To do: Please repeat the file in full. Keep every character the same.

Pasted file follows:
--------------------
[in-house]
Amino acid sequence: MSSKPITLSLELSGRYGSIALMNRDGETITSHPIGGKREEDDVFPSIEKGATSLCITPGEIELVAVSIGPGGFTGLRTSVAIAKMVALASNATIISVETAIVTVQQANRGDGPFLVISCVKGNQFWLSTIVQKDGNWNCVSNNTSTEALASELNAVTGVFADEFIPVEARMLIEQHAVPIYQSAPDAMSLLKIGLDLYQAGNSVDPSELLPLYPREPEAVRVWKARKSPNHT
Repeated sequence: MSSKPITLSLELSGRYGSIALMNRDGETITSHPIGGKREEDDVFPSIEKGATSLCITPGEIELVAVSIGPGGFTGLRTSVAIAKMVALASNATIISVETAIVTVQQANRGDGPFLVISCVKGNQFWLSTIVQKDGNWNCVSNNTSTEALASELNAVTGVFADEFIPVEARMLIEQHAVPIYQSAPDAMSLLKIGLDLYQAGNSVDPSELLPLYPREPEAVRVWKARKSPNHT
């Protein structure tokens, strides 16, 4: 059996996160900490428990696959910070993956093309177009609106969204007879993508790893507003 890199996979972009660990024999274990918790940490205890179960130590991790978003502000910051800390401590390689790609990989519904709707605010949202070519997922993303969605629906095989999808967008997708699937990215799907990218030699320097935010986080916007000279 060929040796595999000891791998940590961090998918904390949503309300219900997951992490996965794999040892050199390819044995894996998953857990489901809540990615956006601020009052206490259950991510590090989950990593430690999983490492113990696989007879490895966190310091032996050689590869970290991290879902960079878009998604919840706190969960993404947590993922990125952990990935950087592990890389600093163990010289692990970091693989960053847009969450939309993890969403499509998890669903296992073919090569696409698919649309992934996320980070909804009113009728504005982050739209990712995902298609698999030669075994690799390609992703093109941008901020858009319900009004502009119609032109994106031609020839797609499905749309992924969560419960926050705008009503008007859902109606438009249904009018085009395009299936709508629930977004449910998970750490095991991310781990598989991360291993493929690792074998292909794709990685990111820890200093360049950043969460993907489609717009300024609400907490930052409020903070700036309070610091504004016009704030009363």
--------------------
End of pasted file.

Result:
[in-house]
Amino acid sequence: MSSKPITLSLELSGRYGSIALMNRDGETITSHPIGGKREEDDVFPSIEKGATSLCITPGEIELVAVSIGPGGFTGLRTSVAIAKMVALASNATIISVETAIVTVQQANRGDGPFLVISCVKGNQFWLSTIVQKDGNWNCVSNNTSTEALASELNAVTGVFADEFIPVEARMLIEQHAVPIYQSAPDAMSLLKIGLDLYQAGNSVDPSELLPLYPREPEAVRVWKARKSPNHT
Repeated sequence: MSSKPITLSLELSGRYGSIALMNRDGETITSHPIGGKREEDDVFPSIEKGATSLCITPGEIELVAVSIGPGGFTGLRTSVAIAKMVALASNATIISVETAIVTVQQANRGDGPFLVISCVKGNQFWLSTIVQKDGNWNCVSNNTSTEALASELNAVTGVFADEFIPVEARMLIEQHAVPIYQSAPDAMSLLKIGLDLYQAGNSVDPSELLPLYPREPEAVRVWKARKSPNHT
């Protein structure tokens, strides 16, 4: 059996996160900490428990696959910070993956093309177009609106969204007879993508790893507003 890199996979972009660990024999274990918790940490205890179960130590991790978003502000910051800390401590390689790609990989519904709707605010949202070519997922993303969605629906095989999808967008997708699937990215799907990218030699320097935010986080916007000279 060929040796595999000891791998940590961090998918904390949503309300219900997951992490996965794999040892050199390819044995894996998953857990489901809540990615956006601020009052206490259950991510590090989950990593430690999983490492113990696989007879490895966190310091032996050689590869970290991290879902960079878009998604919840706190969960993404947590993922990125952990990935950087592990890389600093163990010289692990970091693989960053847009969450939309993890969403499509998890669903296992073919090569696409698919649309992934996320980070909804009113009728504005982050739209990712995902298609698999030669075994690799390609992703093109941008901020858009319900009004502009119609032109994106031609020839797609499905749309992924969560419960926050705008009503008007859902109606438009249904009018085009395009299936709508629930977004449910998970750490095991991310781990598989991360291993493929690792074998292909794709990685990111820890200093360049950043969460993907489609717009300024609400907490930052409020903070700036309070610091504004016009704030009363």